As Time Goes By

    “Why am I being required to take a class in literature? That’s boring!” “They’re making everyone take the Cultural Heritage classes—but I hate history! What could I possibly learn from these courses? Who cares what people wrote five centuries ago?”

    Such questions and complaints are often voiced by students, and not just by those who attend Benedictine University. High-school and college students everywhere tend to echo these sentiments; many people simply cannot understand why anyone would find significance in studying history, especially when it comes to reading historical texts.

    To countless folks, especially those belonging to the younger generations, the frivolity of history and its literature is a foregone conclusion. But what is it about earlier times that daunts so many? Why is it perceived as tenebrous, tangential, tedious? Some students subscribe to the “If it’s old, it’s going to bore me” school of thought. Other people feel that writings from bygone eras represent mindsets that are unsophisticated and no longer relevant. And still other individuals simply feel that they cannot hope to grasp the language of old.

    But none of these are valid reasons to dismiss the past; they’re all poor excuses, born of ignorance, unwillingness or stereotyping. Today’s society often promotes a “newer is better” attitude. It tells people, “What we know, understand, believe and think is far superior to the cultures of years past. We’re smarter than people used to be.” This is known as argumentum ad novitatem (“appeal to novelty” or “appeal to the modern”), a fallacy of logic involving the belief that originality or modernity equals superiority.

    Students also often write off philology—the study of language and historical texts—as a pointless field of study. Most are simply confused or daunted by the old-fashioned language and syntax and don’t feel the message is one to which they can relate. To appreciate old literature, one must first understand it, as well as be willing to invest the time to study it. Learning to do so takes time, but it is the same as speaking a foreign language—practice makes perfect, and the new way of speaking and thinking soon becomes second nature.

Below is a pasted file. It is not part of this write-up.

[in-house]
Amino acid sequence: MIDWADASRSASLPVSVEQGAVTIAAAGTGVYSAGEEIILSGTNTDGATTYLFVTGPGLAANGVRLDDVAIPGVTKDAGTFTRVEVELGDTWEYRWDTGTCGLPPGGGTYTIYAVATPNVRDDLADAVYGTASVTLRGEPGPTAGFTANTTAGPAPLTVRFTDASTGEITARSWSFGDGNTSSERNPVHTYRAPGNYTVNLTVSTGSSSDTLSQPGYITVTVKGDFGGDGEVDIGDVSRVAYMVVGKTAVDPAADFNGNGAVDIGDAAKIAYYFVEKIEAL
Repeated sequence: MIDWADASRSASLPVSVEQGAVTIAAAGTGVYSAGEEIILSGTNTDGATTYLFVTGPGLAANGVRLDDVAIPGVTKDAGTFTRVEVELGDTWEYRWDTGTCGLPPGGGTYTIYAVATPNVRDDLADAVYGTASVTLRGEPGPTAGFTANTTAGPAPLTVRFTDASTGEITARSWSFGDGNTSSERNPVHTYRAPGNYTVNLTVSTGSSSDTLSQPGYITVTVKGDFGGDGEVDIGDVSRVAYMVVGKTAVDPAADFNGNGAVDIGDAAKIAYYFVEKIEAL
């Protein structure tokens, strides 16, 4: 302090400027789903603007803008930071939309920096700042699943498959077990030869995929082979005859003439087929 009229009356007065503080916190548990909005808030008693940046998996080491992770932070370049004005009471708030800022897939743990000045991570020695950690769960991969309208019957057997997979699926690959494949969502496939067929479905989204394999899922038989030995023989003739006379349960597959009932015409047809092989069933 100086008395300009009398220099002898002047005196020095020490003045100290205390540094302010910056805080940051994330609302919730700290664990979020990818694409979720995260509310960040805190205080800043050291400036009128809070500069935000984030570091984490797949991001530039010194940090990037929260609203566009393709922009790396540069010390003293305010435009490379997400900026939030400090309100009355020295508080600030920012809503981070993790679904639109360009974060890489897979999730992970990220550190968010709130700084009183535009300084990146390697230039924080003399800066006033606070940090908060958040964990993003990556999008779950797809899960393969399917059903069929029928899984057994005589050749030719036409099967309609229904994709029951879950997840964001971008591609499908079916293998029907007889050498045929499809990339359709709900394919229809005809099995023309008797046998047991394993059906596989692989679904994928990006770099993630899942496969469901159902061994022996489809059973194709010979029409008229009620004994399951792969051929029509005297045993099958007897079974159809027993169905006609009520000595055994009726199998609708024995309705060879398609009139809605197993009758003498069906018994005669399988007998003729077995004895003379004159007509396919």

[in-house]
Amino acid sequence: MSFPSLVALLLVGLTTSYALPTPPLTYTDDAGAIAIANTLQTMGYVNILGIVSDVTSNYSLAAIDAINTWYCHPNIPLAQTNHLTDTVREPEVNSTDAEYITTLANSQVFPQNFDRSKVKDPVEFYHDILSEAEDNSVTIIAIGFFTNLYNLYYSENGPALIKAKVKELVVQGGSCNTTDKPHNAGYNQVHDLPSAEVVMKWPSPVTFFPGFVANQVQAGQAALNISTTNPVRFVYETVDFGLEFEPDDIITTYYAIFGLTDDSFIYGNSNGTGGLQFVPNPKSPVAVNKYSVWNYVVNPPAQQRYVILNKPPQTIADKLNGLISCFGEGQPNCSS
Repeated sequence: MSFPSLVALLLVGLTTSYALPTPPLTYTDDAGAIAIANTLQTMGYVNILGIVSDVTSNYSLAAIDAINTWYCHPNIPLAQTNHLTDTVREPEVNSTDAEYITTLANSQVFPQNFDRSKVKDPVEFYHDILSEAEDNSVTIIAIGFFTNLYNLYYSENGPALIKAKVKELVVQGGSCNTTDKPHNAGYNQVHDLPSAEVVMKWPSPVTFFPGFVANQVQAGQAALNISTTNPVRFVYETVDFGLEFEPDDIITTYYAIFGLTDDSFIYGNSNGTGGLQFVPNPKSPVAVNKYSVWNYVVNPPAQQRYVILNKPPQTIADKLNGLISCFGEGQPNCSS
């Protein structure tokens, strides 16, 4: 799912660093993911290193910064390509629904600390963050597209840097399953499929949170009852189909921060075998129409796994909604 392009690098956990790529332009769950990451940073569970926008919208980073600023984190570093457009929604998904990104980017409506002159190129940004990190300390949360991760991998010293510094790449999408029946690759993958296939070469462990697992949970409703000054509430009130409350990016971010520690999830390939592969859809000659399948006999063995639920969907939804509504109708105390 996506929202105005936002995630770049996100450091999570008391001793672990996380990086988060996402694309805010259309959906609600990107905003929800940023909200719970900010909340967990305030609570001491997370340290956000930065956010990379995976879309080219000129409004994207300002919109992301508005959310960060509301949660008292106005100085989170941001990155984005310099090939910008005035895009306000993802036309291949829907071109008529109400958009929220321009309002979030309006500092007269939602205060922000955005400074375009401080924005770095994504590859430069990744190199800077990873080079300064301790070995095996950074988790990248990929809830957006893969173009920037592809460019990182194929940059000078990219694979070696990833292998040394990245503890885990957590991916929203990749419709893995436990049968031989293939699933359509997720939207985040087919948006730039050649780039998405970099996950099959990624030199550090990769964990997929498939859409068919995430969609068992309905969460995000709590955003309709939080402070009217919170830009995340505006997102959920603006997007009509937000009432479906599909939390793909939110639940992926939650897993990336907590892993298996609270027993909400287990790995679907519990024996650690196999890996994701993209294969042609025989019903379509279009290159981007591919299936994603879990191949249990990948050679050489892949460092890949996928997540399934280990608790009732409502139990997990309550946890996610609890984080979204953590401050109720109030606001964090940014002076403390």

Oftentimes, the best way to read an archaic text is to read it aloud; the printed words look unfamiliar, but when read phonetically, they become intelligible sentences. The brain acclimates to change more quickly than most people realize. Verbal reading forces the mind to translate the words into a more clear format. This is why people are encouraged to vocalize their thoughts to stir creativity—they get lost in a sea of thoughts, within their own mind, with no outlet for expression. Another way to learn old texts is to read modern translations of them.

    Countless quotations have been recorded over time, all of which providing insights into knowledge and the human condition. Three intelligible examples of the wisdom of the ages are:

Wise men profit more from fools than fools from wise men; for the wise men shun the mistakes of fools, but fools do not imitate the successes of the wise.
(Cato the Elder, circa 150 BC) 

The human understanding is like a false mirror, which, receiving rays irregularly, distorts and discolors the nature of things by mingling its own nature with it.
(Sir Francis Bacon, circa 1620)

Thus is the powerful genius, which might have extended the sphere of any science, or benefited the world in any profession, dissipated in a boundless variety, without profit to others or to himself. He makes sudden irruptions into the regions of knowledge, and sees all obstacles give way before him; but he never stays long enough to complete his conquest, to establish laws, or bring away the spoils.
(Samuel Johnson, circa 1750)

    In the first quotation, Cato the Elder says that people who are wise profit both from experience and from witnessing the experience of others. People who are foolish, he adds, ignore the lessons to be learned from others’ errors, and because of their ignorance, sentence themselves to a similar fate.   

    The second quotation, from Sir Francis Bacon, says that both our imperfect understanding and our prejudices color the way we see and interpret the world around us.

    The last quotation comes from Samuel Johnson’s “The Rambler,” a series of bi-weekly essays, in a tale of a man named Polyphilus. He is a fictional young man who exemplifies the saying “Jack of all trades; master of none.” It is about people of great intelligence who, because of their indecisiveness, constantly change careers or fields of study and never become proficient at any of them.

    These quotations are but three simple examples of the thousands and thousands of insights into human nature that have been given to us like a gift by those who’ve gone before. Thoreau once said, “Without books, history is silent, literature dumb, science crippled, thought and speculation at a standstill.” Rather than foolishly snub the gift, we should gratefully accept it and integrate it into our lives. We have much to learn from the past if we will simply take the time to read it.